All Weather News

Strong Storms Possible in the Northeast & Southeast

20 Mar 2020, 10:00 am

Perhaps the famous saying “April showers bring May flowers” should be bumped up a month to say “March showers bring April flowers”.

A bout of heavy rain and strong-to-severe thunderstorms are set to accompany a surge of near-record setting warmth in the East today (Friday). That warmth, coupled with a powerful cold front arriving from the west, will create the instability needed to generate strong-to-severe thunderstorms on Friday for a big chunk of the Northeast.

The Storm Prediction Center (SPC) issued a marginal risk for severe weather for Friday, or a level one risk on a 0-to-5 scale in terms of the possibility for severe storms. Areas in the Lower Mississippi Valley have a marginal severe weather risk.

Damaging winds are expected to be the primary threat with the storms. The main threat zone is expected to stretch from interior parts of New England west through most of New York State, Pennsylvania and Ohio.

Most of the storms are expected to impact the region on Friday afternoon and into the early evening, during the warmest portions of the day. Winds could gust in excess of 60 miles-per-hour (mph), leading to the possibility of downed trees and power lines.

Stay with WeatherNation for the latest on Friday’s rain and storms.

About the author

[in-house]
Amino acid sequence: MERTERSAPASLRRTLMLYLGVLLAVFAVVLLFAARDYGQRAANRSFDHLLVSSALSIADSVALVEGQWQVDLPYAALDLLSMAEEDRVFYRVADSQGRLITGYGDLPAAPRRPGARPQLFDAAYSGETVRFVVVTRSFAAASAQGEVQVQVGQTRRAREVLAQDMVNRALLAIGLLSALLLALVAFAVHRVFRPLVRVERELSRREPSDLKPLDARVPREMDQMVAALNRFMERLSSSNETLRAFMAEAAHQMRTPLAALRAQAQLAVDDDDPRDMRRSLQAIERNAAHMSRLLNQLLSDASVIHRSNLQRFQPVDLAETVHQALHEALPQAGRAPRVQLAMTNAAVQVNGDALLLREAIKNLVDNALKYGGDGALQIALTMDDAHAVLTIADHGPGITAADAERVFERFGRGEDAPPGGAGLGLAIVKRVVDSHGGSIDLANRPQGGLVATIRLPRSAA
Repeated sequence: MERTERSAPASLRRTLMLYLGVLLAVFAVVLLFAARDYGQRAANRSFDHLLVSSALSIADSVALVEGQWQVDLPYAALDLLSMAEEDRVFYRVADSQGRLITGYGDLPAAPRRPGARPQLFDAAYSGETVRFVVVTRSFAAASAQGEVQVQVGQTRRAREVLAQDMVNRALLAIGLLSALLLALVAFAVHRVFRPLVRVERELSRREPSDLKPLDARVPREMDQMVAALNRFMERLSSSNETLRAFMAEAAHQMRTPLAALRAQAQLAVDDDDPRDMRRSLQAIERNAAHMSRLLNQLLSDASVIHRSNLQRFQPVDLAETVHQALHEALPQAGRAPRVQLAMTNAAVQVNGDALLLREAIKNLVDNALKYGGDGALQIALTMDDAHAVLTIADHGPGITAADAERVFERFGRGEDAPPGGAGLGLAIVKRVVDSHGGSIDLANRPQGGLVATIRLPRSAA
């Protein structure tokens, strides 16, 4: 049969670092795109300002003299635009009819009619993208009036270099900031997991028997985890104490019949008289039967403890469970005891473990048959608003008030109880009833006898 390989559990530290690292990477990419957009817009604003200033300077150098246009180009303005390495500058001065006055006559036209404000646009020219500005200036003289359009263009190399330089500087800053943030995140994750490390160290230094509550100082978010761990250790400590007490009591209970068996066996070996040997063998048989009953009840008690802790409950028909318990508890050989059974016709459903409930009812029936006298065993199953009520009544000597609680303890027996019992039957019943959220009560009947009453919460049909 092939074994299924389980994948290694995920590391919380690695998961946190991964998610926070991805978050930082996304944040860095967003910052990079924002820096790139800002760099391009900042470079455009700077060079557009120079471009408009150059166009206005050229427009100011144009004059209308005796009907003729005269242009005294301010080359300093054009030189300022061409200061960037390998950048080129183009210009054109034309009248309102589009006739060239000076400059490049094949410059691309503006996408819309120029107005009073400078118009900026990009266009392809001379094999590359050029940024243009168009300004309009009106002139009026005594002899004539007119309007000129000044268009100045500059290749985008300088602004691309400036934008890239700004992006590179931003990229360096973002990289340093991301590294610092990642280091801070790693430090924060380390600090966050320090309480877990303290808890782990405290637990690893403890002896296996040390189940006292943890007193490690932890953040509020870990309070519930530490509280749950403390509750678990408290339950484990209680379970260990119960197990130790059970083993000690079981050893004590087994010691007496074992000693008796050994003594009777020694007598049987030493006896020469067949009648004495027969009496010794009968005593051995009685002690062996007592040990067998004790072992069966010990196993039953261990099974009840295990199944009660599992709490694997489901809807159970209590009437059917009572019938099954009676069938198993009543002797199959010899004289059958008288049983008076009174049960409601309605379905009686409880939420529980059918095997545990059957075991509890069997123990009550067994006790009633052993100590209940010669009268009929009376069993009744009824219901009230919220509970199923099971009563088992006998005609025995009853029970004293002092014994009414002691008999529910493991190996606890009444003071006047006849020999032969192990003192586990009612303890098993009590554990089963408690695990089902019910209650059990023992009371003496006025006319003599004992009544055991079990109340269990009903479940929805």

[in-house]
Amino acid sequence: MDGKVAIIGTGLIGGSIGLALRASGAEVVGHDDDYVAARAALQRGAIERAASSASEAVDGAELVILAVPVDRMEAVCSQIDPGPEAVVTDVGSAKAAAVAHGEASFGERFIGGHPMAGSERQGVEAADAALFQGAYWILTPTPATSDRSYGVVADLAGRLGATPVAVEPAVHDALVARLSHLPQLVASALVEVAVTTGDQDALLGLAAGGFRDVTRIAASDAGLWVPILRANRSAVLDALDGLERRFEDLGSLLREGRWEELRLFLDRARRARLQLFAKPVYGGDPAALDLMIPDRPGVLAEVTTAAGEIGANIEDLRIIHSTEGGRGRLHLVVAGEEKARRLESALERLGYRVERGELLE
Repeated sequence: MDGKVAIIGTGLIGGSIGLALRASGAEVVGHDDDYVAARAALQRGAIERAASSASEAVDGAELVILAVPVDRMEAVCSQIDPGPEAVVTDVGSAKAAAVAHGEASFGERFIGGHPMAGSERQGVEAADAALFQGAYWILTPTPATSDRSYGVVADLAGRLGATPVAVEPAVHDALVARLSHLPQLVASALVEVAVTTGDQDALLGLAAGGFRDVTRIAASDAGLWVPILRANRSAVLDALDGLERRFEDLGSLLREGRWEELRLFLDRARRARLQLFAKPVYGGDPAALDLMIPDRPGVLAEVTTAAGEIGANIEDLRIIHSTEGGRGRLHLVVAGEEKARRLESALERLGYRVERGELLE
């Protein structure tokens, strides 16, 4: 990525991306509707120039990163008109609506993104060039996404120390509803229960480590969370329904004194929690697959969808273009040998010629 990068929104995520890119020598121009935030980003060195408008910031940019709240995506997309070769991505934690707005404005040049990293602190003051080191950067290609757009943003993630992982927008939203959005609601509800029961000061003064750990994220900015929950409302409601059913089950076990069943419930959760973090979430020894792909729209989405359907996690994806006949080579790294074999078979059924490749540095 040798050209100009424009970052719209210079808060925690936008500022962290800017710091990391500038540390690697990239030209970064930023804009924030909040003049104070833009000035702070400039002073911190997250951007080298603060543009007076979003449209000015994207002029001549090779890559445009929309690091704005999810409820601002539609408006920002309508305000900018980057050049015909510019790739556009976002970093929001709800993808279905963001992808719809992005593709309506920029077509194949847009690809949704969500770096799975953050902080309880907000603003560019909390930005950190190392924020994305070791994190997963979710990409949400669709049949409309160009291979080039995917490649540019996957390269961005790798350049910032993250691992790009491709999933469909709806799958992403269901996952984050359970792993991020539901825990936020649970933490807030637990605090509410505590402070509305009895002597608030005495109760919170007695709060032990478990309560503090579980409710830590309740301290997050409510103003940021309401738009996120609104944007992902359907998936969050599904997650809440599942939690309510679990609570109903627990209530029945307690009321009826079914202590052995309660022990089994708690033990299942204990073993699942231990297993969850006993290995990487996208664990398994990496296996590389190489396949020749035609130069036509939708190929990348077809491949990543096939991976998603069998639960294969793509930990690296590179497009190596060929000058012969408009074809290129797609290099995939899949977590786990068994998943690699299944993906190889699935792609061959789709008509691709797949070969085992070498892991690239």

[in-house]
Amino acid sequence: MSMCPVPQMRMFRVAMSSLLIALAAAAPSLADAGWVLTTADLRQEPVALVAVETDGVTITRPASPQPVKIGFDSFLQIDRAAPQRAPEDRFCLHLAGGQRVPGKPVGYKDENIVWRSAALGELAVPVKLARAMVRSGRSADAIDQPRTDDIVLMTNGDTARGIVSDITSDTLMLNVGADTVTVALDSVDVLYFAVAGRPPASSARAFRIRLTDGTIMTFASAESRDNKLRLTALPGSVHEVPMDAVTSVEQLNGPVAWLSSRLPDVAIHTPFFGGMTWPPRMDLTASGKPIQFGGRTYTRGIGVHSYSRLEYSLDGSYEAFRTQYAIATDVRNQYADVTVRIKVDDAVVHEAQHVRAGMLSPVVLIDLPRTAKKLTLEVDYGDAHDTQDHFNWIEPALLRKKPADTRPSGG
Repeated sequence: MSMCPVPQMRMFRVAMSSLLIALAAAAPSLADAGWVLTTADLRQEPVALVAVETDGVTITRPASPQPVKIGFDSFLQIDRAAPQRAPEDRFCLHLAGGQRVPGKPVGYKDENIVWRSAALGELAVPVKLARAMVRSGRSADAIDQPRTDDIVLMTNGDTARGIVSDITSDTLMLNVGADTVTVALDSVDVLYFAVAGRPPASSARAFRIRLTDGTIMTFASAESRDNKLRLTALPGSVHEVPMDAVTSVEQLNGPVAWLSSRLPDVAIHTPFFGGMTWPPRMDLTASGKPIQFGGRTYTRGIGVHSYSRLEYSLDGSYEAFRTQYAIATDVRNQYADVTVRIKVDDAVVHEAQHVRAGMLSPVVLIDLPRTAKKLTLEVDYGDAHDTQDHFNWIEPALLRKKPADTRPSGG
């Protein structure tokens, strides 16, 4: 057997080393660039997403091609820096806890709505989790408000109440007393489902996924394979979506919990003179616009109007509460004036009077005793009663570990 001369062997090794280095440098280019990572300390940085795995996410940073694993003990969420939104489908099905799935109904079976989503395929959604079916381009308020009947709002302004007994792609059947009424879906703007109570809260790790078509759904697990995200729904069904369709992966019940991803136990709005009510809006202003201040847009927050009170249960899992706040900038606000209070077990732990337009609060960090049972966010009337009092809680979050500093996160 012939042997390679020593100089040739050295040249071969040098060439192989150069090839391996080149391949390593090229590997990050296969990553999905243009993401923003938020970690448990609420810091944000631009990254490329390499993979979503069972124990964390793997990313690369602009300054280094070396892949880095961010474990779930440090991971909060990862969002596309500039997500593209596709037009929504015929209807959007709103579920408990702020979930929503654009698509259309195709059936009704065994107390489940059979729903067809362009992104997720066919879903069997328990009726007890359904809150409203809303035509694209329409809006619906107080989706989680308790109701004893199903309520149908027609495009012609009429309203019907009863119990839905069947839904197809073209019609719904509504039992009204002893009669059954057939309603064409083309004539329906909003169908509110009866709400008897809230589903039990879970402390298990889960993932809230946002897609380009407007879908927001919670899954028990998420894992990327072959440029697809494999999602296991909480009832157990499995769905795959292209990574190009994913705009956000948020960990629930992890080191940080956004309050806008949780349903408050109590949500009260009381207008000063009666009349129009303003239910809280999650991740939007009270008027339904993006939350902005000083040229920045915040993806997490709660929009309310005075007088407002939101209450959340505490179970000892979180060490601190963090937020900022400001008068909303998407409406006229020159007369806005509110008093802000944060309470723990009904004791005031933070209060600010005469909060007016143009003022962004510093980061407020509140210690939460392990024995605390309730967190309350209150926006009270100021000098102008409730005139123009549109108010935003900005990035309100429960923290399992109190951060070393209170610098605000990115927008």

Chris doesn't remember a time when that he didn't love the weather. When he was five years old, he wrote his first words, "Partly cloudy", in Ms. Benn's kindergarten class. According to Chris, it's been a love affair ever since, from teaching himself how to read forecast models at age 12, to landing at WeatherNation. Growing up in Greenwich, Connecticut, he started to go after his lifelong drea... Load Morem of becoming a meteorologist by predicting whether or not there would be snow days - turning him into Greenwich High School's "defacto weatherman". He turned that snow day-predicting website into a front page story a local newspaper, which in turn earned him a look at WABC-TV in New York, where Chris did the weather live on-air at the age of 16. He attended Boston University, where he continued being a "weather nerd", performing weather updates on the campus radio and TV stations, and doing the daily forecasts for the student newspaper. Following his studies at BU, Chris worked at Mile High Sports and ESPN Denver for four years while pursuing his certification in Broadcast Meteorology from Mississippi State University. Chris is a huge sports fan, rooting for the Rockies, Nuggets, Broncos, Avalanche and UConn. He frequently find links between sports and weather, including an investigative analysis he did in 2013, finding trends between Peyton Manning's play and game time temperature (he doesn't like the cold). Chris also enjoys running, playing any sport, socializing and periodically overeating at all-you-can-eat buffets.